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Full name Frederick Charles Toone
Born June 25, 1868
Died June 10, 1930, Harrogate, Yorkshire (aged 61 years 350 days)
Also known as Fred Toone
Sir Frederick Charles Toone, who was born on June 25, 1868, and died at Harrogate on June 10, at the age of 62, achieved no distinction as a player but as an organizer he stood supreme. His love for the game in its highest tradition--of which he was the stoutest upholder--was immense. A master of detail, he thought of everything, and the fact that he went three times to Australia as manager of the teams sent out by M.C.C. since the War clearly showed the extent to which he enjoyed the confidence of the ruling body of the game. To manage a touring side with success calls for various strong traits of character. Fred Toone had them all in abundance. Firm in principle, particularly where the interests of the men in his charge were concerned, he was courteous in manner, easy of address, and invariably tactful and obliging. Small wonder, therefore, that wherever he went in Australia he was always popular. He was Secretary of the Leicestershire C.C.C. 1897 to 1902 and of Yorkshire from 1903 until his death. The professionals of the latter county who had benefits during his regime all had cause to remember him, his work in making these successful being really wonderful. That of the late Roy Kilner produced £4,016. The Yorkshire County C.C. Year Book, which he edited, was a model compilation of its kind. In his younger days he was a very good runner, and for some seasons he played Rugby football regularly for the Leicester Club. On his return to England from the last Australian tour he received the honour of Knighthood from the King in recognition of his great work in helping to promote the best relations between the Commonwealth and the Mother Country. In January, 1927, he was presented with a testimonial of £3,500. To the last issue of Wisden he contributed an article on Australian Tours and their Management.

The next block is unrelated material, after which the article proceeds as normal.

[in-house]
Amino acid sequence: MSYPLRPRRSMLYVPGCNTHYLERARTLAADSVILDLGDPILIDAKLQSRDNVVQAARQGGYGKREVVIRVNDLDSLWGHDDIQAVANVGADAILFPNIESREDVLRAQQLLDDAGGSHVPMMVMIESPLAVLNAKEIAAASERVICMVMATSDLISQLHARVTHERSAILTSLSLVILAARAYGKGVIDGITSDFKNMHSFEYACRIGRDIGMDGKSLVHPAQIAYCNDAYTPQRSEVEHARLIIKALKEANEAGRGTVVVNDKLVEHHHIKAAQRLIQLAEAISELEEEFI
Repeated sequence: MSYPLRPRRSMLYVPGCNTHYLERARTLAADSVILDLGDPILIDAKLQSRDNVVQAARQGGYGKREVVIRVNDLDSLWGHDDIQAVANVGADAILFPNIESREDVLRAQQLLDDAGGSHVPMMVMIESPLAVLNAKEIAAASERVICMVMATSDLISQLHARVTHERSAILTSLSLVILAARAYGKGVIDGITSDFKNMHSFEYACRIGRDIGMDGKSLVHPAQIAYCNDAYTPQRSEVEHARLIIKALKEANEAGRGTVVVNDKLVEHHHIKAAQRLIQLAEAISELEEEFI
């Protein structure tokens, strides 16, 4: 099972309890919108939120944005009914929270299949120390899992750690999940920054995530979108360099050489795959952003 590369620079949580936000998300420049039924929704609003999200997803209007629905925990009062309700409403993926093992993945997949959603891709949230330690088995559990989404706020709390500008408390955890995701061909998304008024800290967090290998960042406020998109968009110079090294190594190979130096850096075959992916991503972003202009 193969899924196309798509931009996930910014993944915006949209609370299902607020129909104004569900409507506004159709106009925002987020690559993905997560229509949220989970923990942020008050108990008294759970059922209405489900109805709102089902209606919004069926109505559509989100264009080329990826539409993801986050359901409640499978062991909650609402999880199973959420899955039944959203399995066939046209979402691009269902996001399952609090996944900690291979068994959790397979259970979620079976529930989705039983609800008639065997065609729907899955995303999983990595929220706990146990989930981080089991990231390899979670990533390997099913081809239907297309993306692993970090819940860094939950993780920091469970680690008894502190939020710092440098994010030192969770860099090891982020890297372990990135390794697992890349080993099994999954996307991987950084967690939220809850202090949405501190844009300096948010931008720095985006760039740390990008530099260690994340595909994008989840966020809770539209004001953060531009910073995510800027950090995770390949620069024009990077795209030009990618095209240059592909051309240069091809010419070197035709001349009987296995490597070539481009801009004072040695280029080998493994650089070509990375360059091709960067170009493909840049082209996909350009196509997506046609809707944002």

Wisden Cricketers' Almanack
A look at some of cricket's most memorable strokes - and their makers